"The Spirit within Me" by Carol A. Newsom

The Spirit within Me Self and Agency in Ancient Israel and Second Temple Judaism Carol A. Newsom, John Collins

The Anchor Yale Bible Reference Library
Publication date:
12 Oct 2021
Yale University Press
296 pages: 235 x 156mm
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The first full-length study of the evolution of self and agency in ancient Israelite anthropology

Conceptions of “the self” have received significant recent attention in philosophy, anthropology, and cultural history. Scholars argue that the introspective self of the modern West is a distinctive phenomenon that cannot be projected back onto the cultures of antiquity. While acknowledging such difference is vital, it can lead to an inaccurate flattening of the ancient self.
In this study, Carol A. Newsom explores the assumptions that govern ancient Israelite views of the self and its moral agency before the fall of Judah, as well as striking developments during the Second Temple period. She demonstrates how the collective trauma of the destruction of the Temple catalyzed changes in the experience of the self in Israelite literature, including first-person singular prayers, notions of self-alienation, and emerging understandings of a defective heart and will. Examining novel forms of spirituality as well as sectarian texts, Newsom chronicles the evolving inward gaze in ancient Israelite literature, unveiling how introspection in Second Temple Judaism both parallels and differs from forms of introspective selfhood in Greco-Roman cultures.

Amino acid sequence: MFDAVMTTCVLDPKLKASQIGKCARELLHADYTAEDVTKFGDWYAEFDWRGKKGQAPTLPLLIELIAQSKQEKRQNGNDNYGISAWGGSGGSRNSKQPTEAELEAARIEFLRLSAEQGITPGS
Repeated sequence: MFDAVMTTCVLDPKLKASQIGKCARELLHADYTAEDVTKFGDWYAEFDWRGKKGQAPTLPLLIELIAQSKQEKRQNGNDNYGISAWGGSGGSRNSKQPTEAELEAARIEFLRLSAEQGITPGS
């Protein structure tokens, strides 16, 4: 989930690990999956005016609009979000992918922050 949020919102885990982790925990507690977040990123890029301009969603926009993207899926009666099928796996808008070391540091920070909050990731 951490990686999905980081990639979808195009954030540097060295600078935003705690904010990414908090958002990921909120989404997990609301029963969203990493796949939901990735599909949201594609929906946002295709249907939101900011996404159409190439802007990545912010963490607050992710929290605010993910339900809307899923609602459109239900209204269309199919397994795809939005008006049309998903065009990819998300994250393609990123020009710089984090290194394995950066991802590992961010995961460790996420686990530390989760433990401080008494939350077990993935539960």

Carol A. Newsom is the Charles Howard Candler Professor Emerita of Old Testament at Candler School of Theology, Emory University. The editor of the acclaimed Women’s Bible Commentary, she lives in Atlanta, GA.

“Elegant, learned, accessible and deeply engaging—I couldn’t stop reading. This is a masterfully written text from beginning to end.” Hindy Najman, University of Oxford